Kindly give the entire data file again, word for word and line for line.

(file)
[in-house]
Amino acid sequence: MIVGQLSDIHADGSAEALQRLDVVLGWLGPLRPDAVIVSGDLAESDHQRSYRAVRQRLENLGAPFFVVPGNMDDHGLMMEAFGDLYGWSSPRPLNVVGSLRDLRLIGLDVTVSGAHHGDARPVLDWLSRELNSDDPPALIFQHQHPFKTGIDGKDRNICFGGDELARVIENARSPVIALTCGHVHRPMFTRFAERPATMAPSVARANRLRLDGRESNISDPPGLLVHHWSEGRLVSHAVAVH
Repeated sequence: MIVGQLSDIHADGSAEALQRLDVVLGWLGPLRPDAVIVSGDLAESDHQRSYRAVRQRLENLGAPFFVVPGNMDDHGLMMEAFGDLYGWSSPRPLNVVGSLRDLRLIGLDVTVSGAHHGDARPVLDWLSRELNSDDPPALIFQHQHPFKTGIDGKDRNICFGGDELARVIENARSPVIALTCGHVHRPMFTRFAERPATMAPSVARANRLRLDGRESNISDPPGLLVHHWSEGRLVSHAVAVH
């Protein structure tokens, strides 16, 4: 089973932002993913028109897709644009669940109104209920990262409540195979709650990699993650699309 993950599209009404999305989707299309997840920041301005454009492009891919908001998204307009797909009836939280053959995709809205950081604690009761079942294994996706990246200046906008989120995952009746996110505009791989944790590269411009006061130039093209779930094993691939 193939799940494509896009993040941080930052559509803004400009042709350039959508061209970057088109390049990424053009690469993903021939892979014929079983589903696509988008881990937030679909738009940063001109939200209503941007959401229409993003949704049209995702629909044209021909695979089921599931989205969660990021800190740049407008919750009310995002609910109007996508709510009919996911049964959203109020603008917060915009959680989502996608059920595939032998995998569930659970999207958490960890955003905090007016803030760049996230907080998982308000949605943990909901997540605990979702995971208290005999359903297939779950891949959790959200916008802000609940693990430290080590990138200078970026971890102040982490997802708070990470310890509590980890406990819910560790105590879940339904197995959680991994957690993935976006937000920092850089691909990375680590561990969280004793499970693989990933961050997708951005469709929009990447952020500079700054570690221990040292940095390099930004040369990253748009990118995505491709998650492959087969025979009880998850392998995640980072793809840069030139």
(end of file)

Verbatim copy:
[in-house]
Amino acid sequence: MIVGQLSDIHADGSAEALQRLDVVLGWLGPLRPDAVIVSGDLAESDHQRSYRAVRQRLENLGAPFFVVPGNMDDHGLMMEAFGDLYGWSSPRPLNVVGSLRDLRLIGLDVTVSGAHHGDARPVLDWLSRELNSDDPPALIFQHQHPFKTGIDGKDRNICFGGDELARVIENARSPVIALTCGHVHRPMFTRFAERPATMAPSVARANRLRLDGRESNISDPPGLLVHHWSEGRLVSHAVAVH
Repeated sequence: MIVGQLSDIHADGSAEALQRLDVVLGWLGPLRPDAVIVSGDLAESDHQRSYRAVRQRLENLGAPFFVVPGNMDDHGLMMEAFGDLYGWSSPRPLNVVGSLRDLRLIGLDVTVSGAHHGDARPVLDWLSRELNSDDPPALIFQHQHPFKTGIDGKDRNICFGGDELARVIENARSPVIALTCGHVHRPMFTRFAERPATMAPSVARANRLRLDGRESNISDPPGLLVHHWSEGRLVSHAVAVH
């Protein structure tokens, strides 16, 4: 089973932002993913028109897709644009669940109104209920990262409540195979709650990699993650699309 993950599209009404999305989707299309997840920041301005454009492009891919908001998204307009797909009836939280053959995709809205950081604690009761079942294994996706990246200046906008989120995952009746996110505009791989944790590269411009006061130039093209779930094993691939 193939799940494509896009993040941080930052559509803004400009042709350039959508061209970057088109390049990424053009690469993903021939892979014929079983589903696509988008881990937030679909738009940063001109939200209503941007959401229409993003949704049209995702629909044209021909695979089921599931989205969660990021800190740049407008919750009310995002609910109007996508709510009919996911049964959203109020603008917060915009959680989502996608059920595939032998995998569930659970999207958490960890955003905090007016803030760049996230907080998982308000949605943990909901997540605990979702995971208290005999359903297939779950891949959790959200916008802000609940693990430290080590990138200078970026971890102040982490997802708070990470310890509590980890406990819910560790105590879940339904197995959680991994957690993935976006937000920092850089691909990375680590561990969280004793499970693989990933961050997708951005469709929009990447952020500079700054570690221990040292940095390099930004040369990253748009990118995505491709998650492959087969025979009880998850392998995640980072793809840069030139």